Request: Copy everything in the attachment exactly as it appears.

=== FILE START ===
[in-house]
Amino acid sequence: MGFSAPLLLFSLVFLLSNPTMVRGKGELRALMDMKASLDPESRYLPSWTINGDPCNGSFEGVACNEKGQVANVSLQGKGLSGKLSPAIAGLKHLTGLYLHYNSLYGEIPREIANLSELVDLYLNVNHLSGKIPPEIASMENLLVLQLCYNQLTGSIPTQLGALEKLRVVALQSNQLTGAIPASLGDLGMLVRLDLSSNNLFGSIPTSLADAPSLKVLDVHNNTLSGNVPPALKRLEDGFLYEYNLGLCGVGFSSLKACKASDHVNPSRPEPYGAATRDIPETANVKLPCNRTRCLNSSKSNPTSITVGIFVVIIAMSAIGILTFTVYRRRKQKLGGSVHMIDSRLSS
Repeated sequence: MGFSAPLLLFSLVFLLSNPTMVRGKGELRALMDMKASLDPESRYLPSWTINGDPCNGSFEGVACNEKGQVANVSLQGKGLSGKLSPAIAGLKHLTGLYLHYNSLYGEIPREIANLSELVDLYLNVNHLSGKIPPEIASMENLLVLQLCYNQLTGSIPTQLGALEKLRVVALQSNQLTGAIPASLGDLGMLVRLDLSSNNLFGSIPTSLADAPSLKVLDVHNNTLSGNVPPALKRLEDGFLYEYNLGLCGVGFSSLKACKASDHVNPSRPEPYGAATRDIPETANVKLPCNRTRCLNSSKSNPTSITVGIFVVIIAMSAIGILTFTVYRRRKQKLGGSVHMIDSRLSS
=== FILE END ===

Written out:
[in-house]
Amino acid sequence: MGFSAPLLLFSLVFLLSNPTMVRGKGELRALMDMKASLDPESRYLPSWTINGDPCNGSFEGVACNEKGQVANVSLQGKGLSGKLSPAIAGLKHLTGLYLHYNSLYGEIPREIANLSELVDLYLNVNHLSGKIPPEIASMENLLVLQLCYNQLTGSIPTQLGALEKLRVVALQSNQLTGAIPASLGDLGMLVRLDLSSNNLFGSIPTSLADAPSLKVLDVHNNTLSGNVPPALKRLEDGFLYEYNLGLCGVGFSSLKACKASDHVNPSRPEPYGAATRDIPETANVKLPCNRTRCLNSSKSNPTSITVGIFVVIIAMSAIGILTFTVYRRRKQKLGGSVHMIDSRLSS
Repeated sequence: MGFSAPLLLFSLVFLLSNPTMVRGKGELRALMDMKASLDPESRYLPSWTINGDPCNGSFEGVACNEKGQVANVSLQGKGLSGKLSPAIAGLKHLTGLYLHYNSLYGEIPREIANLSELVDLYLNVNHLSGKIPPEIASMENLLVLQLCYNQLTGSIPTQLGALEKLRVVALQSNQLTGAIPASLGDLGMLVRLDLSSNNLFGSIPTSLADAPSLKVLDVHNNTLSGNVPPALKRLEDGFLYEYNLGLCGVGFSSLKACKASDHVNPSRPEPYGAATRDIPETANVKLPCNRTRCLNSSKSNPTSITVGIFVVIIAMSAIGILTFTVYRRRKQKLGGSVHMIDSRLSS